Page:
David Johnson's Travel Blog
Bicycle Trip 1999
Okefenokee 2002
Anza-Borrego 2003
Texas 2003
Road Trip West 2003
Sequoia National Park 2004
Hiking Florida 2005
Nomadic 2005
Bicycle Trip 2009
Bicycle Trip 2010
Nomadic 2010
Little Bicycle Trip 2011
Wisconsin Bicycle Trip 2011
Bicycle Trip 2011
Nomadic 2011
Kayak Trip 2012
Nomadic 2012
09/16  Fall Creek Falls
09/18  Dave went down to Georgia
09/22  Get the Shake Out
09/23  Duck Key
10/01  Another Day in Paradise
10/06  Third Floor and Flooded
10/20  Wanna Iguana?
10/23  Another Month in Paradise
Liverworks Productions
Nomadic 2013
Liverworks Productions
Texas Pig Hunting
Bicycle Trip 2014
Bicycle Trip 2015
Biking West 2015
Chickens and Pheasants 2016
Biking About 2016
New Zealand 2016
Kayak Trip 2017

Get the Shake Out


tl;dr: Visited a state forest and Everglades in Florida before spending three weeks unshaking a boring vancam.

I drove into Florida and stopped at Goethe State Forest to do a little biking. Half the forest was under water. The other half had the most obnoxious grating ever. I guess the purpose of clearing roads in state forests in Florida is to keep folks out.

I wanted to bike in Big Cypress, but all the trails that I hadn't unknowingly driven past were basically canals. So I opted for a small paved loop in the Everglades that starts at the Shark Valley visitor center.

The roads in Florida are straight. And boring. And flat. I thought it would be interesting to make such a contrasting vancam from those up in Tennessee. Unfortunately, those flat roads aren't quite flat enough. Or my van has really bad suspension. Or both. The first draft of the vancam video looked like it was filmed by a ferret. So I decided to "un-shake" it.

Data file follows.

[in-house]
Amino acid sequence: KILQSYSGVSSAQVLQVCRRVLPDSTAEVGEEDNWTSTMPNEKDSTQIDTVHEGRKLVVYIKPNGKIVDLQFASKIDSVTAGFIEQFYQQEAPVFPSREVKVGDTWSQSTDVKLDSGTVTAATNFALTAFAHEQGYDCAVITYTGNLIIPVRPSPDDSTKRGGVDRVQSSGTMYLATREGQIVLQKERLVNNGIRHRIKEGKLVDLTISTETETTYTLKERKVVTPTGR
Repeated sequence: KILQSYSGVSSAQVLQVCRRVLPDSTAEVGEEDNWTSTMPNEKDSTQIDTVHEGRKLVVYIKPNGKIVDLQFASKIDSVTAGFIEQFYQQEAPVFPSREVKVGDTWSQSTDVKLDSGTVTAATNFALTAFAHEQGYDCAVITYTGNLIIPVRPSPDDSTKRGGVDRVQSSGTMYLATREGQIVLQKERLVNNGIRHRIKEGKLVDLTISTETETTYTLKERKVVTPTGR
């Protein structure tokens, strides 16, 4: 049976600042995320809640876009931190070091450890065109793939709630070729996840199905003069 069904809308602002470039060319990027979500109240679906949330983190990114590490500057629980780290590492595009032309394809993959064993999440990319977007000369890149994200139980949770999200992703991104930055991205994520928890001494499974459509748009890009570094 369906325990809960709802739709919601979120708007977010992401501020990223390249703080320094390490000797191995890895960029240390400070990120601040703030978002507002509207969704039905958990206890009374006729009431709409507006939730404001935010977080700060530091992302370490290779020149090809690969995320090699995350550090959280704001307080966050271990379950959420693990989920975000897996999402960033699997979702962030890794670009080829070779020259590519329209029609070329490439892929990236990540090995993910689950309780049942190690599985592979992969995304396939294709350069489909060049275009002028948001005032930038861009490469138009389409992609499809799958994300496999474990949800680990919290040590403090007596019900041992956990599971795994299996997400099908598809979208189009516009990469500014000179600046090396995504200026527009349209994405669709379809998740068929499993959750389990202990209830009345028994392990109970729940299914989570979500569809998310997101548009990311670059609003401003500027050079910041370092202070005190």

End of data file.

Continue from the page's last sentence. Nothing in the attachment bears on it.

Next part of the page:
Non-travel, boring video stuff follows:

Attempt 1: I already had the frames extracted. So I figured I could write software to simply loop through the frames watching for the horizon, which would be a break from the sky to the trees. The average horizon in each frame should be in the same place, right? Then I could simply move each frame up or down a few pixels to correspond with its neighbors. Wrong. Utter and complete failure. All those trees messed it up.

Attempt 2: I see there is a nice line on the road. I will simply rotate each frame until that line is mostly horizontal and use that as my horizon. That worked. Until it didn't. I'd get a few seconds of smooth followed by a spastic jerk when scenery intervened.

Attempt 3: I will do edge detection on those frames and search all the edges for straight lines. That should get me a bases for a horizon, right? Not even close. Too many edges. Too many lines. Too many straight things in each frame.

Attempt 4: Beef up Attempt 3, but convert all lines from rectangular coordinates to polar coordinates. That should allow me to more easily compare angles and whatnot. Didn't help. But now I'm a little better with polar coordinates.

Attempt 5: Start over. I broke all of the image processing up into very discreet chunks: Color frame to greyscale to maximum contrast to smart blur (for smoothing) to edge detection. I even had an edge thinning step, but it turns out that's really really slow. I then narrowed my search field for straight lines using rectangles. That didn't work so I switched to custom-placed four-sided polygons. I then looped through each polygon finding the best 3 matching (but not overlapping) lines. I calculated all of the possible line intersections between the two search areas and averaged those points to determine a horizon vanishing point. Finally I compared the horizon point in each frame with 60 of its neighbors to create a sort of spline, which I adjusted each frame up or down to fit to.

The almost final result can be seen here:

The final result is very much not impressive considering how much work I put into it.

Goethe State Forest

Everglades National Park - Shark Valley

from the Shark Valley Observatory Tower


contact me at le@liverworks.com
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